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S&P 500 ekes out small gain as the Federal Reserve stays the course with easy policy

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S&P 500 hits record high at beginning of trading sesson

The S&P 500 closed slightly higher after Federal Reserve Chairman Jerome Powell said the central bank will maintain its easy monetary policies.

The broad index added 0.12% to reach 4,374.30 after hitting a new high earlier in the session. The Dow Jones Industrial Average added 44.44 points, or 0.13%, to close at 34,933.23. The Nasdaq Composite fell 0.22% to 14,644.95.

Powell said in his semiannual testimony before the House Committee on Financial Services Wednesday that the central bank can wait before it starts to ease its bond purchases despite surging inflation readings. The Fed chair said he still expects inflation to moderate.

"At our June meeting, the Committee discussed the economy's progress toward our goals since we adopted our asset purchase guidance last December. While reaching the standard of 'substantial further progress' is still a ways off, participants expect that progress will continue," Powell said.

The central bank chief is also scheduled to testify before the Senate Committee on Banking, Housing and Urban Affairs on Thursday.

The yield on the 10-year Treasury fell amid Powell's remarks, continuing its decline in recent months. Yields fell even as a reading on producer prices from June showed higher than expected inflation. This follows the biggest jump in the consumer price index since 2008, released on Tuesday.

Meanwhile, the Nasdaq 100 closed at an all-time high, boosted by Apple's record close.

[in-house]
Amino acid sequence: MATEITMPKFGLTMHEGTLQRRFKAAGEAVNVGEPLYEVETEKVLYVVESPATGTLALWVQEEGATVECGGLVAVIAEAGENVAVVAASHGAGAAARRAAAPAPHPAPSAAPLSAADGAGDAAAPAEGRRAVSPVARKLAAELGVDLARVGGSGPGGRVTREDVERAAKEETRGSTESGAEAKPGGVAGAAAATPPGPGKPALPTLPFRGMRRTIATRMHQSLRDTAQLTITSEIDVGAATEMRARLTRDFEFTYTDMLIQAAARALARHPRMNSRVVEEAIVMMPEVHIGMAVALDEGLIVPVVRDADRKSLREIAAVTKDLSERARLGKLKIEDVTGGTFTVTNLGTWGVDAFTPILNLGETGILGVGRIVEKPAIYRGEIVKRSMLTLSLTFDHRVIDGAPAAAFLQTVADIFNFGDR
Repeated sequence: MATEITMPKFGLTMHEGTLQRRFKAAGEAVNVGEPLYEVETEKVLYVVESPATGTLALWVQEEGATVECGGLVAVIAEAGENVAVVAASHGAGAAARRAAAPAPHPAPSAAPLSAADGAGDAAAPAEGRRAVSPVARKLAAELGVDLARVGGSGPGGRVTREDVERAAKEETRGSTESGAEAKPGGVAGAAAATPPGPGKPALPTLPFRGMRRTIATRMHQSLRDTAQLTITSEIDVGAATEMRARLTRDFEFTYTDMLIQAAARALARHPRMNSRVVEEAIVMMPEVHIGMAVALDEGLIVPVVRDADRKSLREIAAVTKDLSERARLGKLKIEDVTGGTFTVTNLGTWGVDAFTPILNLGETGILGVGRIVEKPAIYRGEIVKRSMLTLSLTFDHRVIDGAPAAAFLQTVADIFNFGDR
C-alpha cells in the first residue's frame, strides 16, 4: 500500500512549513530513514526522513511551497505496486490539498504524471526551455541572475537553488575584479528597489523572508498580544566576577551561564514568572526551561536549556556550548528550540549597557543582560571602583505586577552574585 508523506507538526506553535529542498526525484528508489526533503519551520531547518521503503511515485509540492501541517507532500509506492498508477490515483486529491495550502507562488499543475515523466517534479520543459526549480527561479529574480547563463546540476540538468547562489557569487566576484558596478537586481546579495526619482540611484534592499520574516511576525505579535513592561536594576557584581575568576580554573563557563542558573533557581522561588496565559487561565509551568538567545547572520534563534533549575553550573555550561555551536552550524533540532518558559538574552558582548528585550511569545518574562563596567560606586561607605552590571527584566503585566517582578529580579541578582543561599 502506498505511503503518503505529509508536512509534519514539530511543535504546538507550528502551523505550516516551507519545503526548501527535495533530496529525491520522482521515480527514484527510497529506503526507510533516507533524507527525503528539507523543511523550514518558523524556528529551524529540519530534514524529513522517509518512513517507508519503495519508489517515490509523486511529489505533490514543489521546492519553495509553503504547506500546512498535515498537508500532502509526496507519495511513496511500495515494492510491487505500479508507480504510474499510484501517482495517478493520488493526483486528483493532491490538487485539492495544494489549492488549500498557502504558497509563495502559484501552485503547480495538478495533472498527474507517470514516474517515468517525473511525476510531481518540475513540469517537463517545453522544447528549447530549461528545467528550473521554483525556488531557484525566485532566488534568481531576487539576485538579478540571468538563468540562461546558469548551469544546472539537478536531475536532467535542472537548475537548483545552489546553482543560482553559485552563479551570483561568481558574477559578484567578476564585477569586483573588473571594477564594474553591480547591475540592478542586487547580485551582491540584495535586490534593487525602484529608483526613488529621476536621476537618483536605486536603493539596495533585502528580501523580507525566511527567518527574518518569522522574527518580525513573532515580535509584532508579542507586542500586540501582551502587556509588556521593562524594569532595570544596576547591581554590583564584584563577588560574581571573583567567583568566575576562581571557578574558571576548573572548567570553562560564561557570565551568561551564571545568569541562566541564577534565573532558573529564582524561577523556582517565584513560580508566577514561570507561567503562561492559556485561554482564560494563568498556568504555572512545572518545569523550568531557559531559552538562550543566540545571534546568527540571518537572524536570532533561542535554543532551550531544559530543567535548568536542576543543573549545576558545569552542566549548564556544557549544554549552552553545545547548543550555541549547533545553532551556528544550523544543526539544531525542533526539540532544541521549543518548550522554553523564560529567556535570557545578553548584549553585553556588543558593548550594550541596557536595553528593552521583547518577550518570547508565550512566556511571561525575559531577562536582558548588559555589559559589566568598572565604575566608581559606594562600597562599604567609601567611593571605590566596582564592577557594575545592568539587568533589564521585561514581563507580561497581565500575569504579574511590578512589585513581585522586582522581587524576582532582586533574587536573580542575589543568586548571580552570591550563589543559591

Apple shares gained 2.4% after the company reportedly asked suppliers to ramp up production of its next-generation iPhones by 20%. JPMorgan also added the tech giant to its focus list and raised its price target on the stock to imply 20% potential upside from Tuesday's close.

Second-quarter earnings reports from big banks and other major companies continued on Wednesday.

"As we ease into Q2 earnings season, markets appear to be intensifying their attention on the next step for the economy and whether inflation will accompany it," Goldman Sachs' Chris Hussey said in a note.

With investors focused on Fed headlines and inflation readings, earnings so far this week have not led to major stock moves despite better-than-expected results.

All 12 of the S&P 500 companies that have posted quarterly fiscal results this week have beat earnings-per-share estimates, but the group is averaging a 0.56% decline after reporting, according to a CNBC analysis Wednesday morning.

Bank of America shares fell after it reported second-quarter revenue of $21.6 billion, just under the $21.8 billion estimate from Refinitiv. Low interest rates knocked net interest income by 6%, the bank said.

Meanwhile, American Airlines shares jumped after the carrier forecast better revenue and a narrower loss than its previous estimate for the second quarter. The company is set to report quarterly fiscal results on July 22.

The S&P 500 is up more than 16% in 2021 and more than 36% in the past 12 months, signaling good news might be priced into shares. S&P 500 profit growth is expected to total 64% year-over-year for the quarter, according to analyst estimates collected by FactSet.

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